Twisting Oliver: Gettin’ while the gettin’s good

I was planning to do a piece about figuring out a way to value position scarcity. Thing is, that’s really a discussion for pre-draft. And even then, I was pointed to this great site that seems to do a lot of the heaving lifting for you. So, after much consternation (I actually wrote a column and scrapped it), I decided to use that information instead to draw up a list of players worth targeting in trades.

If Oliver is right, these players will probably be largely off limits within a few weeks. For all the players I list, I’ll give the Average Draft Position in ESPN Live Drafts and their ranking in Last Player Picked based on Oliver’s “Rest of Year” projections. The league setting I used was based on a 12-team, both-league format with three starting middle infielders, three corner infielders, five outfielders, two catchers, a utility and nine pitchers.

Matt Wieters (ADP: 87.5; Ranking: 19th)

I’m not going to try to convince you that Wieters is going to, in fact, be the 19th-most-valuable player. What I can tell you with much more confidence is that Oliver is projecting him to essentially perform at the same level as Victor Martinez (ADP 47.2) and better than Brian McCann (ADP 42.4). If you offered one of those two players straight up for Wieters, I’m guessing the other owner would jump at it. Chances are, you could probably even get a little something extra in return. Either way, you’d end up with a switch-hitting catcher who’s still just 23 and trending in the right direction. He’s not ripping the cover off the ball yet, but he’s posting a .402 on-base percentage. I wouldn’t bat an eye at trading either of those guys for Wieters.

Tommy Hanson (ADP: 77.8; Ranking: 28th)

Another young stud who could be ripe for the picking. Unlike Wieters, I don’t know that the ranking is that far off. We’re projecting a 3.54 ERA (30th) to go along with a robust 192 strikeouts (12th). Yovani Gallardo (ranked 54th) went, on average, about 10 picks earlier. Adam Wainwright (59) went almost 30 picks earlier. Neither project numbers as good as Hanson, plus Gallardo has battled injuries and Wainwright is about five years older. I’d definitely support trading either of those straight up for Hanson.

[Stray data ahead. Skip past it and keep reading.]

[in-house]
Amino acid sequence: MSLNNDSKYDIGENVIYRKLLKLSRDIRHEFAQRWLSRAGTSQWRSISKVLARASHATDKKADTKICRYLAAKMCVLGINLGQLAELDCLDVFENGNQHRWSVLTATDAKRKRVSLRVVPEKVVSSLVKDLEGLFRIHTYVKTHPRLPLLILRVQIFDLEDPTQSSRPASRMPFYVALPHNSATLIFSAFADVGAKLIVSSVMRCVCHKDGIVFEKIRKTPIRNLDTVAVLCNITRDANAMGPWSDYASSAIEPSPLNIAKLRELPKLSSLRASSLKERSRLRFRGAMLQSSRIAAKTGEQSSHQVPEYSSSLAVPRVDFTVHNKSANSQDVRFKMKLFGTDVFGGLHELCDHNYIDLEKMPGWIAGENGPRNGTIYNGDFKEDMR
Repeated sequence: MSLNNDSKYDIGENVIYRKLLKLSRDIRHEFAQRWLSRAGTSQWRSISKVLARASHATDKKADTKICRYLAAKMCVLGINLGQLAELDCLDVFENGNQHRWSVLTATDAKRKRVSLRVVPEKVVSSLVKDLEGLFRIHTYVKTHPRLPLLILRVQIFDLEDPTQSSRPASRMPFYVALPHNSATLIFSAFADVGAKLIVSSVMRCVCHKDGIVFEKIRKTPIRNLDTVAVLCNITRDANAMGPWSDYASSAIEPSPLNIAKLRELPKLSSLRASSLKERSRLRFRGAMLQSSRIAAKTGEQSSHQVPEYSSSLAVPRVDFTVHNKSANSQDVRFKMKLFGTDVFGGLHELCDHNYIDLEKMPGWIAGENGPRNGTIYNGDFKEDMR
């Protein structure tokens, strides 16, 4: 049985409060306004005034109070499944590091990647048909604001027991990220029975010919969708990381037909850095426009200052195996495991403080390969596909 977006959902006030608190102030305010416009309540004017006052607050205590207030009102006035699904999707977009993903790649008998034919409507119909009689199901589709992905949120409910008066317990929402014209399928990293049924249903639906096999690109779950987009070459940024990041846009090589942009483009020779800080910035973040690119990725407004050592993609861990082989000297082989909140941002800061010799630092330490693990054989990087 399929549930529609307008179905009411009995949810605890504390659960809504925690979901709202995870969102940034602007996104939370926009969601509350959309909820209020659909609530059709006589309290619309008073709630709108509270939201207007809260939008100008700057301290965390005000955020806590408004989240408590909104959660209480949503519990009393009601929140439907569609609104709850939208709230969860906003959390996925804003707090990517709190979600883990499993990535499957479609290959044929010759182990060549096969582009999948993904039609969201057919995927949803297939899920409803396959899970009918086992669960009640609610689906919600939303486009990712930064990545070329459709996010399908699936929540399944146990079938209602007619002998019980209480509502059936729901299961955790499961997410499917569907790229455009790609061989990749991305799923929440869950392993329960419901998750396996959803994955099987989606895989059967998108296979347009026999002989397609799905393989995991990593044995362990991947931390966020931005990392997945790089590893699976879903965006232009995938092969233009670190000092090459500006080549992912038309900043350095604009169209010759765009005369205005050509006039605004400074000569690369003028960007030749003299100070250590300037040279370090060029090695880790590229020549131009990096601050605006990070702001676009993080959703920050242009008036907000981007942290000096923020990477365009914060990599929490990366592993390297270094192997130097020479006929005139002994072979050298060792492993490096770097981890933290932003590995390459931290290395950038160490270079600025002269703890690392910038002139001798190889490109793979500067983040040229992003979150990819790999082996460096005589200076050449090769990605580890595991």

Ben Zobrist (ADP: 64.5; Ranking: 33)

The Rays’ Jack of all trades is off to a bit of a slow start, which makes him a little more attainable. I’m not suggesting that you try to steal him from an owner who’s already on the lookout for those kinds of offers, though. Rather, offer up someone like Dustin Pedroia (ADP: 30.8; Rank: 52). Pedroia projects a better batting average (.299 to .263), but Zobrist has the better run-production numbers (26 homers to 13, 89 RBIs to 75 and 93 runs to 83). I’d say this is another good candidate to get a little extra something thrown in, too.

Cole Hamels (ADP: 95.3; Ranking: 37)

I own Hamels in several leagues and have been a longtime supporter, so I understand how tough his slow start has been on owners. I’m willing to bet most owners aren’t as patient as me. Josh Johnson went, on average, about 20 picks earlier but projects about 35 spots lower. They actually project numbers that are very similar across the board, with one exception being Hamels’ better walk rate (2.20 BB/9 to 2.65 BB/9). We project very similar win totals (13 for Hamels, as compared to 12 for Johnson), but as we’ve already seen this season, Hamels is probably going to get bailed out by his offense much more frequently.

Nelson Cruz (ADP: 62.7; Ranking: 38)

He’s off to one of the best starts in baseball, so maybe he’s not as attainable as some of the other guys on this list. Still, he doesn’t exactly have a long track record and some owners will be convinced they’re selling high. Don’t be afraid to be the guy who they think they’re ripping off. Grady Sizemore, to pick one name, went about 30 picks earlier but ranks about 15 spots lower. Oliver projects Cruz to out-homer Sizemore 35-26 and out-RBI him 100-83, while staying competitive in runs (90-86) and even keeping it close in stolen bases (23-13). They even project nearly identical batting averages (.264 for Cruz, .263 for Sizemore).

Colby Lewis (ADP: 260; Ranking: 8th)

I know this is probably starting to sound like I’m beating a dead horse here, but after Lewis’ start (2-0, 2.19 ERA, 13 strikeouts in 12.1 innings) I have to believe that time is running out if you want to get him on the cheap. Chances are you don’t have to give up anything other than the last guy on your roster right now. Even if he’s owned, you can probably have him for your fifth outfielder or sixth starter. I still have some serious doubts about him performing at the level Oliver projects, but he really doesn’t have to come that close for him to have serious value.

Cody Ross (ADP: 204.7; Ranking: 65th)

If there’s a hitter’s equivalent to Lewis in Oliver’s eyes, it’s probably Ross. He’s off to a a decent start, but certainly not one that will make anyone clutch him in the face of a fair offer. I honestly don’t know what to say in terms of a fair offer, maybe Hunter Pence (ADP: 106, Ranking: 129). But you could probably get him for a lot less. Ross projects 30 homers and 103 RBIs. Those aren’t the kind of numbers you can usually find on the waiver wire.

Stephen Strasburg (ADP: 203.3; Ranking: 81st)

They hype is building and it’s only going to get worse. Your best chance is probably that whoever owns him will get antsy waiting another few weeks until he gets his call-up. I’d try throwing out a solid closer, maybe someone like David Aardsma (ADP: 181). I’m not saying sell the farm, but any player you don’t absolutely need immediately should be a worthy candidate.

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